Role of Economic Policies in Protecting the Environment: The Experience of Pakistan

Publication Year : 1996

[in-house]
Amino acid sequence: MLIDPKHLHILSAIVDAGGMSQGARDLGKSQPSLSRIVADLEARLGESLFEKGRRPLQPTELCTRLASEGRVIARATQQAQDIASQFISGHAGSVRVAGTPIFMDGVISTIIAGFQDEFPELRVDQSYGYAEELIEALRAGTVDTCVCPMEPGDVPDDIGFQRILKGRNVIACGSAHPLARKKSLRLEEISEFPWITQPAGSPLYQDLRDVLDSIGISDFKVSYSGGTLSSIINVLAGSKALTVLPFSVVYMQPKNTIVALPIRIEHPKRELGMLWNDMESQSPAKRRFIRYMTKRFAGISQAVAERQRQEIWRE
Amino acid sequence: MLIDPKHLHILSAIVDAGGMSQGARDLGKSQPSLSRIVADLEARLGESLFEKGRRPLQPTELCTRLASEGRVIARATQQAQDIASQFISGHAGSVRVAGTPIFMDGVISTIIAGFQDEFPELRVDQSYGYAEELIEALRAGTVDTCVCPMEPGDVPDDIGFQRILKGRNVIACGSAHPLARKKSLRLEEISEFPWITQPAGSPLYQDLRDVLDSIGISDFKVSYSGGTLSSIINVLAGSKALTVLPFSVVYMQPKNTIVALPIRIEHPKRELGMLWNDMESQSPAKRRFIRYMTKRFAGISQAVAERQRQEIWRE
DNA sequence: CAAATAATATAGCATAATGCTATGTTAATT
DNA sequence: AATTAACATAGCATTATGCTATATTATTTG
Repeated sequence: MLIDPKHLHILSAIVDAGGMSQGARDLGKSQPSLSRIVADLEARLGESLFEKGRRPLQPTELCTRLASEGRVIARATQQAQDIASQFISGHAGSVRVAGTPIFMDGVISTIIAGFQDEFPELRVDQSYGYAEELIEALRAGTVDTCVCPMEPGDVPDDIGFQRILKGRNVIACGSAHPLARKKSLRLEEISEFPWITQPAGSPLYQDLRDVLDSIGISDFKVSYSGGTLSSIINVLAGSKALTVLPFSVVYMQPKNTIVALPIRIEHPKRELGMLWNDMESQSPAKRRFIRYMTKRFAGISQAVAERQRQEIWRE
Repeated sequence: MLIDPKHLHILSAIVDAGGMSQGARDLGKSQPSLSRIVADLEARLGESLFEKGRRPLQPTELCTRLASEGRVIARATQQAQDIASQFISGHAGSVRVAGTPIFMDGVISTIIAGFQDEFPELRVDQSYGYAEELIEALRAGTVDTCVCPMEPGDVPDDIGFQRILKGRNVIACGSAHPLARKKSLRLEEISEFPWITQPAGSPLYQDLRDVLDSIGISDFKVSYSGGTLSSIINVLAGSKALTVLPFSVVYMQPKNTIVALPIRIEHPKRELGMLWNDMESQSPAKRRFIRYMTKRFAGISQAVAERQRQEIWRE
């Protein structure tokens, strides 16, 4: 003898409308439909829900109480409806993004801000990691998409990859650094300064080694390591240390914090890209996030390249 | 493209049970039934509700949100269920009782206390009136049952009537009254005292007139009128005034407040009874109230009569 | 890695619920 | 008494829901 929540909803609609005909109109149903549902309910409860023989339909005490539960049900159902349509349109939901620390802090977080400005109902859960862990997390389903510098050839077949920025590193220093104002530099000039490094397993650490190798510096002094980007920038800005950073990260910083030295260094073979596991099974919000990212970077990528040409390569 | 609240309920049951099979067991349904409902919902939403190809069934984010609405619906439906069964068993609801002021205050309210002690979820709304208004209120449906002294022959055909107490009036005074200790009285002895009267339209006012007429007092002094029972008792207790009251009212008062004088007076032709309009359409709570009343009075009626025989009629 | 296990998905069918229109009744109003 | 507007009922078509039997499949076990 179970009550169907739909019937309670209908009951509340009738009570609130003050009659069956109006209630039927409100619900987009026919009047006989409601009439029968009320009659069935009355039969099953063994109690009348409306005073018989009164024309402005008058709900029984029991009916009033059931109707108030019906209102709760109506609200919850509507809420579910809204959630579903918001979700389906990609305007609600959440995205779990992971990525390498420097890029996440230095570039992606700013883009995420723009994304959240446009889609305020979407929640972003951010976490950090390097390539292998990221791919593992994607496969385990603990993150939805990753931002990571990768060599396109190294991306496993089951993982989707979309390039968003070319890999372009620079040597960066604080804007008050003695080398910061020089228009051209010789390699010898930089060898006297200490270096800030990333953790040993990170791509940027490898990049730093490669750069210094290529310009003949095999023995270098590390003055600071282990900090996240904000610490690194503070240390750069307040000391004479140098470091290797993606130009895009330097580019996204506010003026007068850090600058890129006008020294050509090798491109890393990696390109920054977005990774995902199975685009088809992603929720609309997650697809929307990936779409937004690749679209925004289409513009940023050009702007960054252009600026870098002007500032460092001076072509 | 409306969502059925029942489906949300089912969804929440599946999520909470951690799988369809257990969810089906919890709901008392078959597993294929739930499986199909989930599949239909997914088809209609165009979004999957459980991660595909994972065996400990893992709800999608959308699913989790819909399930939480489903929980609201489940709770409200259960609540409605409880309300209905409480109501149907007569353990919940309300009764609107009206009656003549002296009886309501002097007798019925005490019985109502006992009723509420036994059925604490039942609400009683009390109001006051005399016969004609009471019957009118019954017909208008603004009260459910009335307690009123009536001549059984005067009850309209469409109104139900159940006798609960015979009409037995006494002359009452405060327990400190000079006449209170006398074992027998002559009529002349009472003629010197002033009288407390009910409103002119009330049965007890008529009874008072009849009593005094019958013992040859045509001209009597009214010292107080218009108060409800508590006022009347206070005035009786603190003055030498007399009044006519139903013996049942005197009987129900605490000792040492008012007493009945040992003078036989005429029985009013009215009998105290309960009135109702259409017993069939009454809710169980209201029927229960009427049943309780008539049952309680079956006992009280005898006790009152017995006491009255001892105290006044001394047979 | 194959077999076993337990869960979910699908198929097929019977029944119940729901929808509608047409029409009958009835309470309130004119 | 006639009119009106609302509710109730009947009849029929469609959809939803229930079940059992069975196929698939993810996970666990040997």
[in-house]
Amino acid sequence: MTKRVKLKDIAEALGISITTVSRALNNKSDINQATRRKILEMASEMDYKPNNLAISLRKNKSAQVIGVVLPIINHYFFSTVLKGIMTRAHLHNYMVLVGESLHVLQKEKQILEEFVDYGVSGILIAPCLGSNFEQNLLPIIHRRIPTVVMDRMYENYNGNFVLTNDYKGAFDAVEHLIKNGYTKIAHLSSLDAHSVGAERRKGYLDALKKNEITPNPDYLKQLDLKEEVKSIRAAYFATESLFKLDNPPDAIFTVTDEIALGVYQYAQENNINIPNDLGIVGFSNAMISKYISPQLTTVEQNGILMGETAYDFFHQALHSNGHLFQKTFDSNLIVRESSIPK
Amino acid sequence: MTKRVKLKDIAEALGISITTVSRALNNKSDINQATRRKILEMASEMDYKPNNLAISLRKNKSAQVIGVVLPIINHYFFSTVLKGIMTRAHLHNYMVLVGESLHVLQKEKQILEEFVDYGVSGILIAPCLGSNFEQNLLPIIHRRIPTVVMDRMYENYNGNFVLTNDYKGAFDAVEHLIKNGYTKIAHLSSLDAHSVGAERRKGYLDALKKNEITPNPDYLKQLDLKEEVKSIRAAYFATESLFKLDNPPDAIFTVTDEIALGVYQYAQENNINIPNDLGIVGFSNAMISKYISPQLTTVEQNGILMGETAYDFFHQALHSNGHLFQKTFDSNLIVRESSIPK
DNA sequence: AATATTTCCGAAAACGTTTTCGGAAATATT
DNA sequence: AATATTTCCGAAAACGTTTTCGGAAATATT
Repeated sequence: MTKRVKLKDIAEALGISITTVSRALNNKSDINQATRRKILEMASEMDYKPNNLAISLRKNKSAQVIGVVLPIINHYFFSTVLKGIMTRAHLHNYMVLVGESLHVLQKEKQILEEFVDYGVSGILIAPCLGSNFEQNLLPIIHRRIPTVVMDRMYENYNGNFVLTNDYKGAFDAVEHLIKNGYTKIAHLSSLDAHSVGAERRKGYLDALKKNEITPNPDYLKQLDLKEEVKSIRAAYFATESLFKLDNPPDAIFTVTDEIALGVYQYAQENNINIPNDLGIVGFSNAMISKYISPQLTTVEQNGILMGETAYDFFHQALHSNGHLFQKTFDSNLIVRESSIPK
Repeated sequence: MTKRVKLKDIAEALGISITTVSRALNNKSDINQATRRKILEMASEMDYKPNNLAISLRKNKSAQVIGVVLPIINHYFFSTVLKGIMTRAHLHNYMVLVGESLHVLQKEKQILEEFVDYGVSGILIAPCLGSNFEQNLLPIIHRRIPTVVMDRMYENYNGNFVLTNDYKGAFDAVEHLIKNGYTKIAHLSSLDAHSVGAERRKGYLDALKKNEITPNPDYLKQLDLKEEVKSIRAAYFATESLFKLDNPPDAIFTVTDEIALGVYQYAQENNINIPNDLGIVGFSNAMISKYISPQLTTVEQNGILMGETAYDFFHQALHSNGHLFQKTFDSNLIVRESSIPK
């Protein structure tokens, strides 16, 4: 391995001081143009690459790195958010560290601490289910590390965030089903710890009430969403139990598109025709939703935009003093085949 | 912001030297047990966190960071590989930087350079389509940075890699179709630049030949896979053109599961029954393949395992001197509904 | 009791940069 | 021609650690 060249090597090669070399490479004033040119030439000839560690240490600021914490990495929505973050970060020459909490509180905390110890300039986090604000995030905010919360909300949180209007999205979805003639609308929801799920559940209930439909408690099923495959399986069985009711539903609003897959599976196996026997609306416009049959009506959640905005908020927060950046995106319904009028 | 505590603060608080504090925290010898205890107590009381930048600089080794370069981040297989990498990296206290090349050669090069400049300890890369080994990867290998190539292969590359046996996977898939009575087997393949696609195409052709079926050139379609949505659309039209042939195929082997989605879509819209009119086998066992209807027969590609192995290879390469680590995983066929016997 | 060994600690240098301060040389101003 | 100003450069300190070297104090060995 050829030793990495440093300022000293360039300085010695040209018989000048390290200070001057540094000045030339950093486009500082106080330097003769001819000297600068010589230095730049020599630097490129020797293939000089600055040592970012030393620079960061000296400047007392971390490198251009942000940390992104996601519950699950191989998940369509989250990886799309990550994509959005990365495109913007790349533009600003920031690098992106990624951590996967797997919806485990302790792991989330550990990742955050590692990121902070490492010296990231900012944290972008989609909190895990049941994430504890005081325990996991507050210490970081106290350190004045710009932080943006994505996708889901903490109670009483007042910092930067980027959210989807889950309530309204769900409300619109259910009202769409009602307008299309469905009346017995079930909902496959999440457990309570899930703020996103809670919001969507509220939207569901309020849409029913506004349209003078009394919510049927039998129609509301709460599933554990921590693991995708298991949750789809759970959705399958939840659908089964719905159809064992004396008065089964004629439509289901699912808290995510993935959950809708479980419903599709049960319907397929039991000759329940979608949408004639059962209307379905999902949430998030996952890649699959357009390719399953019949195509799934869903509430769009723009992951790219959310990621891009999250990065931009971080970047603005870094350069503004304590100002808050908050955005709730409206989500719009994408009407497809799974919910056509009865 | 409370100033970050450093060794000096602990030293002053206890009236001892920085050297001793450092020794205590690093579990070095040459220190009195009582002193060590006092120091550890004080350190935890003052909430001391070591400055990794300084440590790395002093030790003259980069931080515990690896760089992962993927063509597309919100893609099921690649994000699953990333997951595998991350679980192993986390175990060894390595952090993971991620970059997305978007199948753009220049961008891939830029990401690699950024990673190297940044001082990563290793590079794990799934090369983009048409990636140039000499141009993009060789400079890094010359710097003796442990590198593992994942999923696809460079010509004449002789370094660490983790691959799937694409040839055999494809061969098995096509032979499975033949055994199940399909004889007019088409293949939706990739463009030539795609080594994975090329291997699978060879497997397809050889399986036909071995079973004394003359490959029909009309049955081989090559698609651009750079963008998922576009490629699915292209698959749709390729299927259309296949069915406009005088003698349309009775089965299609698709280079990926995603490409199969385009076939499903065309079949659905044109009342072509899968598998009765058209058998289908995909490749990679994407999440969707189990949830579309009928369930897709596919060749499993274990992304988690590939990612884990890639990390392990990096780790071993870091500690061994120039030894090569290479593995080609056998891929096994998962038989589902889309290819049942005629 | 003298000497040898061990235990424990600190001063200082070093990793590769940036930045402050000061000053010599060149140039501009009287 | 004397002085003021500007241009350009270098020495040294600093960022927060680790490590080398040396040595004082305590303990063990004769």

Economic policies that ensure efficient allocation of resources is a necessary, but not a sufficient condition for creating appropriate environmental incentives. Environment-specific policies are also needed to correct market failures leading to environment problems. Two types of policies can be used to deal with environmental problems—command and control policies and incentive- or market-based policies. Command and control policies involve government mandating of environmental quality standards on emissions, technology type, or input use. Incentive- or market-based policies use prices to try to affect pollution and resource use. Despite the advantages of marketbased approaches, Pakistan, like many other countries, mostly followed control policies. But these policies have often failed to achieve results because regulating institutions lack the financial and technical resources to implement these policies effectively. Pakistan’s brown environmental problems include industrial waste water pollution, domestic waste water pollution, motor vehicle emissions, urban and industrial air pollution, and marine and coastal zone pollution. Economic policy failures are contributing significantly to many of these problems. Green environmental problems affect irrigated agriculture, rainfed agriculture, forests, and rangelands. In irrigated agriculture, economic policies, such as subsidies on irrigation water, have provided incentives for farmers to over use water in their production practices, thereby exacerbating the problem of waterlogging and salinity. Deforestation and rangeland degradation have resulted, in part, due to lack of property rights in communal forests and lack of incentive for local communities to participate in forest management decisions.